Where have all the front end developers gone?
Let’s recap, the three front end technologies are:
I’ve noticed this when speaking to front end developers, looking at front end developer job ads, and as a reviewer of a coding exercise that my employer: Campaign Monitor asks potential front end developer hires to do—which I’ll touch on a bit more in the next paragraph…
I’ve even interviewed candidates who have sniggered when asking them how well they know HTML and CSS—especially HTML, to give the impression it’s somewhat beneath them or not deserving of their time and effort. Well, there’s more to hiding and showing a
<div> when building a dropdown menu, see Menus & Menu Buttons from the excellent Inclusive Components series.
I think we need to get some perspective.
Hiring front end developers
People in charge of hiring front end developers, such as engineering leads and recruiters, often don’t fully understand what front end development is. The amount of times I’ve heard people in engineering leadership roles say such things as:
I know nothing about front end development.
Front end development is something I don’t understand.
This doesn’t help, especially when running an engineering team.
My manager at Campaign Monitor, whose title is Director of Engineering, took the time to do a HTML/CSS coding exercise that we use internally. His motivation was to better understand a part of development he’d never bothered to pay much attention to. This is great as it brings an appreciation and understanding, at a leadership level, to these often undervalued technologies. I’d encourage more engineering leads to do the same.
I rewrote the front end developer job ad for my employer as our previous one fell short when covering the role of a front end developer including the skills we were after, as it was too focused on full stack development.
Front end development is not easy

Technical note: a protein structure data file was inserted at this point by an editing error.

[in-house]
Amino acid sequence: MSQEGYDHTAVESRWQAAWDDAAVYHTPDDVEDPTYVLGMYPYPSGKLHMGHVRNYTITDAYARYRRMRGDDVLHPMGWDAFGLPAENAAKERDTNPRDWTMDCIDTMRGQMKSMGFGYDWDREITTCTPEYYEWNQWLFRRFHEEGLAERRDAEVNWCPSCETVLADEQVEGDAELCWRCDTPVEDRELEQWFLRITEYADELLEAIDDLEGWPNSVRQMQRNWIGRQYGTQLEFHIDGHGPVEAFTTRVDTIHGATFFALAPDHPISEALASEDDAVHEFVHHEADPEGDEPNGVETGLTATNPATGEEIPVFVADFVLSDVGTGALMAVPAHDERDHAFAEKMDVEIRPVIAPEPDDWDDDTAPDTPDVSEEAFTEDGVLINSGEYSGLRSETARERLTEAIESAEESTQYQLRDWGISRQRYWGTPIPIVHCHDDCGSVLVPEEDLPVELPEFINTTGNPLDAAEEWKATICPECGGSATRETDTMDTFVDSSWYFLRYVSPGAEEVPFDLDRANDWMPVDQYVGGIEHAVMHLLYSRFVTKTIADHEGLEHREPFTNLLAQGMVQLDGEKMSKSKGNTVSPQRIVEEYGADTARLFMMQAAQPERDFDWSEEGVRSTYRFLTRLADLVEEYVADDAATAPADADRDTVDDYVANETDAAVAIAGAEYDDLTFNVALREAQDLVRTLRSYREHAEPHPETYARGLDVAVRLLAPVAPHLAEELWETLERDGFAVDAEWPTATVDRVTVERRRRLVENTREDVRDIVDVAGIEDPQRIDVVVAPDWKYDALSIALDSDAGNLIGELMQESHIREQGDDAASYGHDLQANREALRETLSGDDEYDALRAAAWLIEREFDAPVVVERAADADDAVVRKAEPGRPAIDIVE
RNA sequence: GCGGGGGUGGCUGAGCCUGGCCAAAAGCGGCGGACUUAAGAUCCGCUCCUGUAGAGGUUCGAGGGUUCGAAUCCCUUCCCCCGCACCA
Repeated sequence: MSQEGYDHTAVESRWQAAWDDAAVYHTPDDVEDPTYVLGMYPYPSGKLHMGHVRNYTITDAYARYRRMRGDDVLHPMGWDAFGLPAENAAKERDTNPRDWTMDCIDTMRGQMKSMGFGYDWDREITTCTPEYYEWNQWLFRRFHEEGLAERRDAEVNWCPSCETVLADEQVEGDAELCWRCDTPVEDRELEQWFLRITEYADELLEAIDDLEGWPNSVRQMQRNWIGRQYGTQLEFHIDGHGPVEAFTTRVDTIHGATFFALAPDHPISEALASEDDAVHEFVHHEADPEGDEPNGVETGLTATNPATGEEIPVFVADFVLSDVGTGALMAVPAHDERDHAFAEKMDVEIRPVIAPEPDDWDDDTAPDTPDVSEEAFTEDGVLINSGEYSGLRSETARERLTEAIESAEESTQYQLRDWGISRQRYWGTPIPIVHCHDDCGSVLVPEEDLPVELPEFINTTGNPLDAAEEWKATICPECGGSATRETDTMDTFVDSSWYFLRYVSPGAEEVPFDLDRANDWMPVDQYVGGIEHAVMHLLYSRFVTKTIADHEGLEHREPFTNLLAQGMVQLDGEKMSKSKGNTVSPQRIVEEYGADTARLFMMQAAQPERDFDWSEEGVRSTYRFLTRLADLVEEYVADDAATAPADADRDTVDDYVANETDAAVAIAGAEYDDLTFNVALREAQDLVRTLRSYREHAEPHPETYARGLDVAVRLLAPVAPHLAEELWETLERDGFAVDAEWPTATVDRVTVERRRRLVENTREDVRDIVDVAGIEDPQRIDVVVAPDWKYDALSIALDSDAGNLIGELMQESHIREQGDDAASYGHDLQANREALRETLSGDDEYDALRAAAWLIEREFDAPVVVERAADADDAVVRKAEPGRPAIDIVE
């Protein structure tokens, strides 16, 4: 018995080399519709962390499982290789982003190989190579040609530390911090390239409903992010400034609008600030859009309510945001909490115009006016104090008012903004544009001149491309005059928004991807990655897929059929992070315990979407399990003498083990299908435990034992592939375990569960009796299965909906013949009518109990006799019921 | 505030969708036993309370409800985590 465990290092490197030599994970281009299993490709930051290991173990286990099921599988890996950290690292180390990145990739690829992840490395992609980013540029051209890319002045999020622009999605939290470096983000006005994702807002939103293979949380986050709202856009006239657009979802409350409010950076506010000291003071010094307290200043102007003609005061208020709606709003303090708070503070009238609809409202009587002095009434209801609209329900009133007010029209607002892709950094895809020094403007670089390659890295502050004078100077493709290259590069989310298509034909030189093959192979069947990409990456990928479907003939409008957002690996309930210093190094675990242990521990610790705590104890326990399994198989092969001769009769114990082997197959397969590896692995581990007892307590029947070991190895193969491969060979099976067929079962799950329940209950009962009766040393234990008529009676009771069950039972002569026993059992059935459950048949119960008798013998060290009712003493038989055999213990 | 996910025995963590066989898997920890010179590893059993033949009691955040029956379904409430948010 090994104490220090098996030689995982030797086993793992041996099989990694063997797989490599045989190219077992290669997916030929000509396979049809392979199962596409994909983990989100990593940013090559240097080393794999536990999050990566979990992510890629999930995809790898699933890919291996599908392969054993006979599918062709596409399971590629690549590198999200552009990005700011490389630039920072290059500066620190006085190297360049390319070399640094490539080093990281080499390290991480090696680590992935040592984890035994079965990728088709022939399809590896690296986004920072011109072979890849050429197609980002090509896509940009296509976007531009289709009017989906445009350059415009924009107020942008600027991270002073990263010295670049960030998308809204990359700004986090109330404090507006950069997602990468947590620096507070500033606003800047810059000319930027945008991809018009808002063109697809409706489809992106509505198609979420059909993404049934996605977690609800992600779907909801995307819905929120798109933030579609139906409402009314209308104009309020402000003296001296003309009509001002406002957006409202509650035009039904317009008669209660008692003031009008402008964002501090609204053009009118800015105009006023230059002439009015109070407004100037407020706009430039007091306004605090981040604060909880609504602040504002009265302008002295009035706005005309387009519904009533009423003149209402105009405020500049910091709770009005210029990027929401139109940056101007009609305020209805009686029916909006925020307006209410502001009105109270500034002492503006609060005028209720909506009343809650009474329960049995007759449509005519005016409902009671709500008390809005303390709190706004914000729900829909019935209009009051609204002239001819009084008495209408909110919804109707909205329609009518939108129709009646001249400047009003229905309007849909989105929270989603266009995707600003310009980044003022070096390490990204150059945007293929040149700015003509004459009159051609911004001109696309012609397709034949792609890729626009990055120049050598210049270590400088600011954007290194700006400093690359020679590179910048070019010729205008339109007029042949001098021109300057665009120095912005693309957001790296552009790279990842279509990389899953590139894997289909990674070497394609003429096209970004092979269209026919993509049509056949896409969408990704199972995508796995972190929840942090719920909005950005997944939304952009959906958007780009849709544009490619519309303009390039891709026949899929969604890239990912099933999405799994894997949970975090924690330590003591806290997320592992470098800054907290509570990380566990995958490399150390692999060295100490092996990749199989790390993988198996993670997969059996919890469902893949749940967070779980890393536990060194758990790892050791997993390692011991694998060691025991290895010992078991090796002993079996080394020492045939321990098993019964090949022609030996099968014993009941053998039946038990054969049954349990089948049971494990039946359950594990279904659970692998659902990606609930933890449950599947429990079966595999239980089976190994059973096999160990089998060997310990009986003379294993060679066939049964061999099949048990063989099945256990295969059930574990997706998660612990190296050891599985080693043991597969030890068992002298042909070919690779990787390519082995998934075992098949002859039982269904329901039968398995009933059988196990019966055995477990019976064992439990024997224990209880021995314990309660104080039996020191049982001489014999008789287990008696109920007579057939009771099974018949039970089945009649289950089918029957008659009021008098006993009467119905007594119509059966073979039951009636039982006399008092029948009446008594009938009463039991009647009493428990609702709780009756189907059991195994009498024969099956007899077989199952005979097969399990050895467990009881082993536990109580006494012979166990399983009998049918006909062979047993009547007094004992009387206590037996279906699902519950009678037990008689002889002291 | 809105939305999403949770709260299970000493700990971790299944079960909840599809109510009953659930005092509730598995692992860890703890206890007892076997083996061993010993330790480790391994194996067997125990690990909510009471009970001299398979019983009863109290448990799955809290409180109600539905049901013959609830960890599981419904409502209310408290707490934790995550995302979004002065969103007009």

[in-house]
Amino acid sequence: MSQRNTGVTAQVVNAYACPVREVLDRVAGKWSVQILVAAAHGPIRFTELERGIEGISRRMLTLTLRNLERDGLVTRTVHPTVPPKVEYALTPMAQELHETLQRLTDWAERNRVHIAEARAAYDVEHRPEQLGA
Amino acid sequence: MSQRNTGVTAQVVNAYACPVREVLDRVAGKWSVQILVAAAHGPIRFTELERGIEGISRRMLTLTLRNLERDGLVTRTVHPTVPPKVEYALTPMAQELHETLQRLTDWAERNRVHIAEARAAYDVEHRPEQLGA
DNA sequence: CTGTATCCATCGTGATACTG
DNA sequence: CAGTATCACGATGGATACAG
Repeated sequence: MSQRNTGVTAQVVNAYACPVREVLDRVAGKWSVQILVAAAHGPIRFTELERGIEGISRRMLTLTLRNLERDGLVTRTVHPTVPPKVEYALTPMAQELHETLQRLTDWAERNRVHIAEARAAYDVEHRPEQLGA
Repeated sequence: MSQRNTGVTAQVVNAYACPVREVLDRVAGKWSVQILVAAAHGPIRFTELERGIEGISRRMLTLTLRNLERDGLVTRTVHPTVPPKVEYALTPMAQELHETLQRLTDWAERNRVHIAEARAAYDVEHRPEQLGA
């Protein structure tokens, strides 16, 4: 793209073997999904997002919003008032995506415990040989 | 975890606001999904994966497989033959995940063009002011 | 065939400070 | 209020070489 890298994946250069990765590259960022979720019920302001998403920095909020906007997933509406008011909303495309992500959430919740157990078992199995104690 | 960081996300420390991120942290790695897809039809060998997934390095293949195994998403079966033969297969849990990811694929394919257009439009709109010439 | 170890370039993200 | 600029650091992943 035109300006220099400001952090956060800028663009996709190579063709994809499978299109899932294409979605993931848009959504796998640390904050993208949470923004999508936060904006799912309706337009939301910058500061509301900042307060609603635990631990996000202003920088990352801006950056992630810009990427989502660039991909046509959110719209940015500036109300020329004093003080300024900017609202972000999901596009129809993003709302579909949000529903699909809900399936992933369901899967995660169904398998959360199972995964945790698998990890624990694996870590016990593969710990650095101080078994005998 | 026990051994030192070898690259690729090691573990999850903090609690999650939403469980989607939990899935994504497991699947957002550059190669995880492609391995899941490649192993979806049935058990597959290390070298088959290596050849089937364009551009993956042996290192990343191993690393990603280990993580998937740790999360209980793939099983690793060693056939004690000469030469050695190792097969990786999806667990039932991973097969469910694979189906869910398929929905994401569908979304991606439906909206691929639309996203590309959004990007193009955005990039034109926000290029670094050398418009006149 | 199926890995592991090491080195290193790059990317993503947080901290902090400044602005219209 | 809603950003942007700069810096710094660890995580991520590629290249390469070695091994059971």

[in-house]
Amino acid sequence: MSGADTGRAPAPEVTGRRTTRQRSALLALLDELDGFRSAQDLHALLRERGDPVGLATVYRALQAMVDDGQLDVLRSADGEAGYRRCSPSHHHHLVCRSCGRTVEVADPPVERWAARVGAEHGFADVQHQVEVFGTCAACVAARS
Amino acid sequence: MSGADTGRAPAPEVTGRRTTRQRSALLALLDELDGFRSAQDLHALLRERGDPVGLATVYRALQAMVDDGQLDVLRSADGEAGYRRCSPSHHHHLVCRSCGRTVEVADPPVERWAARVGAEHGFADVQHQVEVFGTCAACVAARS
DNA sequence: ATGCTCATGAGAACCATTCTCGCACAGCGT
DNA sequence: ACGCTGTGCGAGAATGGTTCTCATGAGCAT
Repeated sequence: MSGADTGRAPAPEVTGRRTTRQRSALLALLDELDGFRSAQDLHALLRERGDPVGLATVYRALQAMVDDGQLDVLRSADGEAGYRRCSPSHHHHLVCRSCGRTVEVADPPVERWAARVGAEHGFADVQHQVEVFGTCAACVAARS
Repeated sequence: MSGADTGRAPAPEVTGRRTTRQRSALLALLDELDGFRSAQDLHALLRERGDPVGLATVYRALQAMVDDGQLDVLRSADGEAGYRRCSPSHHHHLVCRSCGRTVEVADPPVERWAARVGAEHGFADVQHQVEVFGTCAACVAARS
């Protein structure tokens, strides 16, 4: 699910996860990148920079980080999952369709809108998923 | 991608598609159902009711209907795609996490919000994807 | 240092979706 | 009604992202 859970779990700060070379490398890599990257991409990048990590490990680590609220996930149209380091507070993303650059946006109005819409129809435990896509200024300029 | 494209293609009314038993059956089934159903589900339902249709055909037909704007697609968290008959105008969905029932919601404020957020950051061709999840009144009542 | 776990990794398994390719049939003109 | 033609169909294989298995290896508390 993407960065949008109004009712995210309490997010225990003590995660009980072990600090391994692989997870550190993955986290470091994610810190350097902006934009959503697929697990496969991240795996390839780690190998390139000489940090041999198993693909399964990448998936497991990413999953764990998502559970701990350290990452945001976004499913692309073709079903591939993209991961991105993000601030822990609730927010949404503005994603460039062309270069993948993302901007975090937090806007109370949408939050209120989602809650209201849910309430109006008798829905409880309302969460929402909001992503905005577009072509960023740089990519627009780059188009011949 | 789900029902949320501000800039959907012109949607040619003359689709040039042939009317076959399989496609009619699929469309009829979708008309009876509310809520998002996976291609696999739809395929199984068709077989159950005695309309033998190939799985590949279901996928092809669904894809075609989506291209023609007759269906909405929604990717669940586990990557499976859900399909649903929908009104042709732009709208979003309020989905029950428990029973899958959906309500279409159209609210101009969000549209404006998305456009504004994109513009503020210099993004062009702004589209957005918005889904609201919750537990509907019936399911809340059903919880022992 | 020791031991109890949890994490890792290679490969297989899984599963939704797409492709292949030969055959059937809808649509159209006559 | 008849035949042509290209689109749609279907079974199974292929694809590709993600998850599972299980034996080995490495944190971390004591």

Being a front end developer is demanding, it requires a lot of time and dedication to keep up with its relentless pace—it feels like a new Web API is released every fortnight. And now and again I find it truly overwhelming.
sizes attributes and the
<picture> element. Maybe getting better at SVG.
Front end stuff
To end, here’s a list of skills, characteristics, disciplines, et cetera, that I think an experienced front end developer should have:
- Can write semantic HTML including technologies that extend HTML to make it more machine-readable, for example: WAI-ARIA, Microdata.
- Can write CSS at scale.
- Can write highly readable and maintainable code.
- Can build highly componentised UI’s, for example, you’re really good at abstracting UI patterns.
- Can build responsive, accessible, performant, and resilient (cross-browser/device) UI’s.
- Can work with front end tooling such as: Webpack, Gulp, Babel, ESLint, Stylelint, PostCSS, NPM, Git, Browser dev tools, et cetera.
- Has a solid understanding of how browsers work, such as: Critical rendering path.
- Has a solid understanding of what makes for good user experiences (UX) and has an appreciation for design.
- Has attention to detail.
Here’s what Wikipedia says:
Front-end web development - Wikipedia